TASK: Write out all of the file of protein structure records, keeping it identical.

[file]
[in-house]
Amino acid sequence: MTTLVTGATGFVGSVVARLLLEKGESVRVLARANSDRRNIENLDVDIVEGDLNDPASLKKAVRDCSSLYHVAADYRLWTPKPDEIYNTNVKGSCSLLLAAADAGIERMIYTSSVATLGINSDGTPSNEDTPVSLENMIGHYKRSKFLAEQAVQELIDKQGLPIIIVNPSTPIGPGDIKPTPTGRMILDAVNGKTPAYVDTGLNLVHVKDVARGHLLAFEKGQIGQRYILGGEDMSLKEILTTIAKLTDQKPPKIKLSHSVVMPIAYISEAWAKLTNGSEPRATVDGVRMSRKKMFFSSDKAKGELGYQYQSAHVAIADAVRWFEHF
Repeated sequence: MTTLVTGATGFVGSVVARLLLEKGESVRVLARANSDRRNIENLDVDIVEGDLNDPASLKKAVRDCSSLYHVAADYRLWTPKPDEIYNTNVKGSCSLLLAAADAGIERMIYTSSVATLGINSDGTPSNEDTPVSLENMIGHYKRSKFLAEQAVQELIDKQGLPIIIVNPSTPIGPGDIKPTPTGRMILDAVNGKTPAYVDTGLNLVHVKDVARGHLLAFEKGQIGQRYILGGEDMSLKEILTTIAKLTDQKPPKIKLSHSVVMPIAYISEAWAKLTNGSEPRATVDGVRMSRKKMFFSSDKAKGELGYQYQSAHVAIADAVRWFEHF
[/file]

[in-house]
Amino acid sequence: MTTLVTGATGFVGSVVARLLLEKGESVRVLARANSDRRNIENLDVDIVEGDLNDPASLKKAVRDCSSLYHVAADYRLWTPKPDEIYNTNVKGSCSLLLAAADAGIERMIYTSSVATLGINSDGTPSNEDTPVSLENMIGHYKRSKFLAEQAVQELIDKQGLPIIIVNPSTPIGPGDIKPTPTGRMILDAVNGKTPAYVDTGLNLVHVKDVARGHLLAFEKGQIGQRYILGGEDMSLKEILTTIAKLTDQKPPKIKLSHSVVMPIAYISEAWAKLTNGSEPRATVDGVRMSRKKMFFSSDKAKGELGYQYQSAHVAIADAVRWFEHF
Repeated sequence: MTTLVTGATGFVGSVVARLLLEKGESVRVLARANSDRRNIENLDVDIVEGDLNDPASLKKAVRDCSSLYHVAADYRLWTPKPDEIYNTNVKGSCSLLLAAADAGIERMIYTSSVATLGINSDGTPSNEDTPVSLENMIGHYKRSKFLAEQAVQELIDKQGLPIIIVNPSTPIGPGDIKPTPTGRMILDAVNGKTPAYVDTGLNLVHVKDVARGHLLAFEKGQIGQRYILGGEDMSLKEILTTIAKLTDQKPPKIKLSHSVVMPIAYISEAWAKLTNGSEPRATVDGVRMSRKKMFFSSDKAKGELGYQYQSAHVAIADAVRWFEHF